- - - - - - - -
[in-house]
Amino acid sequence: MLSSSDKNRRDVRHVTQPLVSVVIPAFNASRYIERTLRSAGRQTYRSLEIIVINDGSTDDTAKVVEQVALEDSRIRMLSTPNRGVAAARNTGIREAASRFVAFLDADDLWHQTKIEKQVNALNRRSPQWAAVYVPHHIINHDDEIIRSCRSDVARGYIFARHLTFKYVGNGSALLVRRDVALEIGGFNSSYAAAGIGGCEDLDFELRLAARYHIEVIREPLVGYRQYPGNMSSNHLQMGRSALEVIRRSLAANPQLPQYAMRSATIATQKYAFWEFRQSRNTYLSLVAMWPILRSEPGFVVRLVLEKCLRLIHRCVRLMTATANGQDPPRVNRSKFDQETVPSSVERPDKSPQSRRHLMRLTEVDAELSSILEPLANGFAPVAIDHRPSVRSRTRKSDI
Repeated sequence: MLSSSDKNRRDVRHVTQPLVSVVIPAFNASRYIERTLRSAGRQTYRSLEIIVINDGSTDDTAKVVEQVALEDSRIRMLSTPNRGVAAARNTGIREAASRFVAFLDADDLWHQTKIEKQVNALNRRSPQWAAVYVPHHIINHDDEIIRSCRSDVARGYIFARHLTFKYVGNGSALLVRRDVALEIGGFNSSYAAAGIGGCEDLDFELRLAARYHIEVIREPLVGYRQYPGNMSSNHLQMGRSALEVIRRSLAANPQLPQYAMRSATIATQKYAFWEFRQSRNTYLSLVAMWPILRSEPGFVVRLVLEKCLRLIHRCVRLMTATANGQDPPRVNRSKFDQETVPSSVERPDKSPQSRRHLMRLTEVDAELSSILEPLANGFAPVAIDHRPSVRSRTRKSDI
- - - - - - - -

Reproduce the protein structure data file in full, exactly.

[in-house]
Amino acid sequence: MLSSSDKNRRDVRHVTQPLVSVVIPAFNASRYIERTLRSAGRQTYRSLEIIVINDGSTDDTAKVVEQVALEDSRIRMLSTPNRGVAAARNTGIREAASRFVAFLDADDLWHQTKIEKQVNALNRRSPQWAAVYVPHHIINHDDEIIRSCRSDVARGYIFARHLTFKYVGNGSALLVRRDVALEIGGFNSSYAAAGIGGCEDLDFELRLAARYHIEVIREPLVGYRQYPGNMSSNHLQMGRSALEVIRRSLAANPQLPQYAMRSATIATQKYAFWEFRQSRNTYLSLVAMWPILRSEPGFVVRLVLEKCLRLIHRCVRLMTATANGQDPPRVNRSKFDQETVPSSVERPDKSPQSRRHLMRLTEVDAELSSILEPLANGFAPVAIDHRPSVRSRTRKSDI
Repeated sequence: MLSSSDKNRRDVRHVTQPLVSVVIPAFNASRYIERTLRSAGRQTYRSLEIIVINDGSTDDTAKVVEQVALEDSRIRMLSTPNRGVAAARNTGIREAASRFVAFLDADDLWHQTKIEKQVNALNRRSPQWAAVYVPHHIINHDDEIIRSCRSDVARGYIFARHLTFKYVGNGSALLVRRDVALEIGGFNSSYAAAGIGGCEDLDFELRLAARYHIEVIREPLVGYRQYPGNMSSNHLQMGRSALEVIRRSLAANPQLPQYAMRSATIATQKYAFWEFRQSRNTYLSLVAMWPILRSEPGFVVRLVLEKCLRLIHRCVRLMTATANGQDPPRVNRSKFDQETVPSSVERPDKSPQSRRHLMRLTEVDAELSSILEPLANGFAPVAIDHRPSVRSRTRKSDI